To elaborate, the French president would address the public using the highly formal “Mesdames, mesdemoiselles, messieurs, bonjour” (ladies, young ladies, gentlemen, hello). This is the most formal way to address a group of people.
On the contrary, “messieur-dames” is an abbreviated term for ladies and gentlemen that is actually informal as it isn’t grammatically correct, yet it is very polite. It is used to say hello to a group of several men and women, for example saying hello when entering a shop, or the way a Maître D’ might greet a group of both male and female diners in a restaurant.
This comes as a surprise to everyone, because it simply doesn’t sound French! When francophones answer the phone, they say “âllo”. This might sound like the English “hello”, or even the German “hallo”, but it actually comes from Hungarian.
Tivadar Puskás invented the telephone exchange, and when testing his incredible invention back in 1877, he said “hallod?” meaning “can you hear me?” in Hungarian, to which the response was “hallom, hallo” (I can hear you, I’m listening).
This short exchange between the two gentlemen has since been simplified to the last part: Hallo (I’m listening).
French people tend to answer the phone as if they’re asking a question, with the intonation rising at the end. It’s almost as if to say, “Hello, what do you want?”, all in one short and simple word.
The person making the phone call, however, wouldn’t necessarily reply with “âllo”. They could simply say “bonjour” and introduce themselves, typically with their name followed by “à l’appareil”, meaning “on the phone”.
âllo ? – Hello?
Bonjour, c’est Sarah Lacroix à l’appareil, je souhaite parler avec Monsieur Bernard. – Hello, Sarah Lacroix speaking, I’d like to speak to Mr Bernard.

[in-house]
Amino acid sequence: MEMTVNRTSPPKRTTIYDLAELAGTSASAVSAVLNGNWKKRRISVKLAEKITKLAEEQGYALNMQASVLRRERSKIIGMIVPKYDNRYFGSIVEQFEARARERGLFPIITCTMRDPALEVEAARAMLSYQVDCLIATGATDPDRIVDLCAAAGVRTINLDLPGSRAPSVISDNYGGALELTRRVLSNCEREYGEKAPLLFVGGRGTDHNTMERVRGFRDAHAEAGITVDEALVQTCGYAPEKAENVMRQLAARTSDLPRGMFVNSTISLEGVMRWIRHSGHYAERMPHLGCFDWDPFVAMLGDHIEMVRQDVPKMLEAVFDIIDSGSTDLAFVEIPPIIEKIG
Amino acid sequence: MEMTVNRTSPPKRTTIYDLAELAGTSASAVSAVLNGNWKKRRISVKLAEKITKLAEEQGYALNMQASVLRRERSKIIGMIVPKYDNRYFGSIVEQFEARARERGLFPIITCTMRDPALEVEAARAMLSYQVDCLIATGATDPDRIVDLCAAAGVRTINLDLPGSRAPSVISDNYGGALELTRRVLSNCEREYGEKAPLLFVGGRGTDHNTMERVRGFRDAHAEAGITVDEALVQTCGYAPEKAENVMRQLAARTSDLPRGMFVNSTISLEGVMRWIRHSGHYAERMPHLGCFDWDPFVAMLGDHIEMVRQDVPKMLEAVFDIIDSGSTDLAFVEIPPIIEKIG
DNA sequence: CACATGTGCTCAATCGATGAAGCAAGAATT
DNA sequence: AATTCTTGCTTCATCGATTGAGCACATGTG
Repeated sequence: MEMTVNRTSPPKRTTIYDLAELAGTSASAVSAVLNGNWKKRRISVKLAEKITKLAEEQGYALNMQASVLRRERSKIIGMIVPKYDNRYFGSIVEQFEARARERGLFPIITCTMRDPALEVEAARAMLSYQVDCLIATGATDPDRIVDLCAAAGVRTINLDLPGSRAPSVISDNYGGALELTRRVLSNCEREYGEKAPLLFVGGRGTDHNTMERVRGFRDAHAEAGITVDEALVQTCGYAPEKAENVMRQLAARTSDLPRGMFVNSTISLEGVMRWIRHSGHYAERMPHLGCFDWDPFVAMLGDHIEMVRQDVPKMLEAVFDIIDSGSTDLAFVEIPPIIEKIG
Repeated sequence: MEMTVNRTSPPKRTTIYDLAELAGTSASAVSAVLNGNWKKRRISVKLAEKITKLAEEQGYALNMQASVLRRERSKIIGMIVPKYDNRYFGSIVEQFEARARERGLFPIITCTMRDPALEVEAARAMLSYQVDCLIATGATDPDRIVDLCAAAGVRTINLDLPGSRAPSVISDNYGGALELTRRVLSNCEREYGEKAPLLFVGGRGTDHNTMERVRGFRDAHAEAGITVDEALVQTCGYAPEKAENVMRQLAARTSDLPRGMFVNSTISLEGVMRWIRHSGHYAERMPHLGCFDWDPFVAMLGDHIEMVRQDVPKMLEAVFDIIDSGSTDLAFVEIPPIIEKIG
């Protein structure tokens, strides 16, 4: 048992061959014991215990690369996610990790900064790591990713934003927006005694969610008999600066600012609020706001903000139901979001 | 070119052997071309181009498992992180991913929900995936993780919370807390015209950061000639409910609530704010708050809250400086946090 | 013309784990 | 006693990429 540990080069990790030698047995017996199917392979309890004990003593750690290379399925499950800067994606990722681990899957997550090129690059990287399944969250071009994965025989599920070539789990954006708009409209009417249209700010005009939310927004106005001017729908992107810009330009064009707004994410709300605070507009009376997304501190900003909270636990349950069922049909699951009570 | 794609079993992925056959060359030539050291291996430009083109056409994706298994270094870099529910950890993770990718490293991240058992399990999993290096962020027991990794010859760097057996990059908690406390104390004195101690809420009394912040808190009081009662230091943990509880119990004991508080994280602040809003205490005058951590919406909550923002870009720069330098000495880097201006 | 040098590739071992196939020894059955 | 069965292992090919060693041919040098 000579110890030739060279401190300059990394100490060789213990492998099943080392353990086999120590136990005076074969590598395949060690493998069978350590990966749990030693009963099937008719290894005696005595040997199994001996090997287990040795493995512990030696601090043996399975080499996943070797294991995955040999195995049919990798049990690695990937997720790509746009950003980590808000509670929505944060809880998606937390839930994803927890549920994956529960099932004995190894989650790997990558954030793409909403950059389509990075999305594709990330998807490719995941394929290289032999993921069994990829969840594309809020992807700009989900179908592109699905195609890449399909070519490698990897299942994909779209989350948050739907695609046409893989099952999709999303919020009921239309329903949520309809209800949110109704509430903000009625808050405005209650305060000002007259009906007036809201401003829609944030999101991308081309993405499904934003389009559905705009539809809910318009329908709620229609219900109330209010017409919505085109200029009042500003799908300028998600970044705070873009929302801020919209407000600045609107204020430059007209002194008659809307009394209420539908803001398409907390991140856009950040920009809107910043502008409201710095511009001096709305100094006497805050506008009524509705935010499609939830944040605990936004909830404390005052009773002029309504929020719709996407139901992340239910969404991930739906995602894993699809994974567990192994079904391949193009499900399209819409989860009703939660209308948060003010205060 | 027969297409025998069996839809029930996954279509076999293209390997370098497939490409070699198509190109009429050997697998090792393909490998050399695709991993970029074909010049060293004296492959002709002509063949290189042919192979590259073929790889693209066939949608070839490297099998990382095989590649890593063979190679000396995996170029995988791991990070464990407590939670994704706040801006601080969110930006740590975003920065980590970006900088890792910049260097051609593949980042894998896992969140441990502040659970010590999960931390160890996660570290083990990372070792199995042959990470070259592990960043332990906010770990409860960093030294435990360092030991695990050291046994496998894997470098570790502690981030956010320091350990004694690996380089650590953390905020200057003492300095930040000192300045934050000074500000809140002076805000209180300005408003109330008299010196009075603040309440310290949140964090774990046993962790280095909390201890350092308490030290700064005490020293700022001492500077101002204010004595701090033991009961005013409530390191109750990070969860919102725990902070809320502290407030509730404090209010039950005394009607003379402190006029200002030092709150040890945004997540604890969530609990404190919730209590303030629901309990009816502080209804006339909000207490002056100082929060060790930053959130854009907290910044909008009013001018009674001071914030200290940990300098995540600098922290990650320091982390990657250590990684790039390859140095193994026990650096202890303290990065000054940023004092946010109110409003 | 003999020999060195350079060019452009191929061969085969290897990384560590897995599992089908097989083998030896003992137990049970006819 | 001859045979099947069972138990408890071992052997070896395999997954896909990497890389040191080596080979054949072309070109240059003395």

Here’s a word that doesn’t have an exact English equivalent, but you’ll recognize the word if you know your prefixes! If a word comes from Latin and it starts with “re-” then it means “back” or “again”. Here, “rebonjour” simply means hello again.
It’s not uncommon to hear people say “rebonjour” when they greet someone for the second time on the same day. It might be when you go back into a shop because you’ve forgotten something, or when you bump into someone twice in one day.
Helpful hint: When you want to say you did something again in French, you can always add “re” before the verb, for example remanger, redemander, refaire, récrire/réécrire (eat again, ask again, re-do, re-write).
This isn’t so much how you would greet somebody, but it’s definitely how you would get their attention. “Excusez-moi” means excuse me in French, and is polite so can be used to address strangers, as opposed to family or friends. The informal equivalent is “excuse-moi”.
If you approach somebody with “excusez-moi” then it’s apologetic, so it’s good for asking for assistance in a shop, or trying to get a stranger’s attention because you need help.
Our first slang word that French youngsters use is what the French call “verlan”, backward words. The word verlan itself is “l’envers” (meaning back to front) pronounced back to front. Confused? It’s okay, you can learn more about backwards words later, but for now we’re just going to focus on one word: jourbon.
If you split bonjour in half you have bon and jour. Now flip them back to front, and you have “jourbon”, your first slang word for hello.
Finally, I’m going to tell you a few more ways to say “hello” in French slang, but please don’t use them when speaking to your elderly neighbours or in a work meeting, or you’ll get us both in trouble! These words tend to only be used amongst young people, or on the internet.
The first one is a term that you’ll probably recognize, Yo! This of course comes from American rap, and is used by French teens and young adults.
English isn’t the only language to influence French vocabulary. The slang term “Wesh” comes from Arabic, and is also used to mean “hiya” or “hey”.
And finally, “kikou” is a variation of “coucou”, which we saw earlier. It is used almost exclusively on the internet; in chat rooms and on social media.
Youngsters aren’t the only ones to use English words more and more. Don’t be surprised if an older French person who barely speaks a word of English walks into a room and says “hello”.
There you have it, a whole variety of different ways to say hello in French. Now that you know how to greet people both online and in real life, in different situations and at various times of the day, all that’s left to do is go out and make small talk.
If you’d also like to learn how to say goodbye in French, check out our blog post Goodbye in French: Bidding a fond farewell!